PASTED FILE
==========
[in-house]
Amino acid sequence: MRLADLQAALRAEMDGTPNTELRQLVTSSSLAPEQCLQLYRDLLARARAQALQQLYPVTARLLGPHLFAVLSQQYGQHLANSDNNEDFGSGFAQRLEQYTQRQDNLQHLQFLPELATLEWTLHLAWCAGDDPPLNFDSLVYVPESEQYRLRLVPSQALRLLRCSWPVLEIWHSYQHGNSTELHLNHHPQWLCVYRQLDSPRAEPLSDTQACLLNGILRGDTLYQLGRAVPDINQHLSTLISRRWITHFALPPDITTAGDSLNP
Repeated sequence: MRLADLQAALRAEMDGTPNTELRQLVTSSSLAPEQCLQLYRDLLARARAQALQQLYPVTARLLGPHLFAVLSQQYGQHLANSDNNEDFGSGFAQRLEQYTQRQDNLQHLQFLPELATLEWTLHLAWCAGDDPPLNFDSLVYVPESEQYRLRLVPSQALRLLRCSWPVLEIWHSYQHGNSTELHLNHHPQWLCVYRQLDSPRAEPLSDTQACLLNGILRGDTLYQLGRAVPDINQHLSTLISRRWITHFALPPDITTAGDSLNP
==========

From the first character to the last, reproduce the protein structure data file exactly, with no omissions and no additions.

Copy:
[in-house]
Amino acid sequence: MRLADLQAALRAEMDGTPNTELRQLVTSSSLAPEQCLQLYRDLLARARAQALQQLYPVTARLLGPHLFAVLSQQYGQHLANSDNNEDFGSGFAQRLEQYTQRQDNLQHLQFLPELATLEWTLHLAWCAGDDPPLNFDSLVYVPESEQYRLRLVPSQALRLLRCSWPVLEIWHSYQHGNSTELHLNHHPQWLCVYRQLDSPRAEPLSDTQACLLNGILRGDTLYQLGRAVPDINQHLSTLISRRWITHFALPPDITTAGDSLNP
Repeated sequence: MRLADLQAALRAEMDGTPNTELRQLVTSSSLAPEQCLQLYRDLLARARAQALQQLYPVTARLLGPHLFAVLSQQYGQHLANSDNNEDFGSGFAQRLEQYTQRQDNLQHLQFLPELATLEWTLHLAWCAGDDPPLNFDSLVYVPESEQYRLRLVPSQALRLLRCSWPVLEIWHSYQHGNSTELHLNHHPQWLCVYRQLDSPRAEPLSDTQACLLNGILRGDTLYQLGRAVPDINQHLSTLISRRWITHFALPPDITTAGDSLNP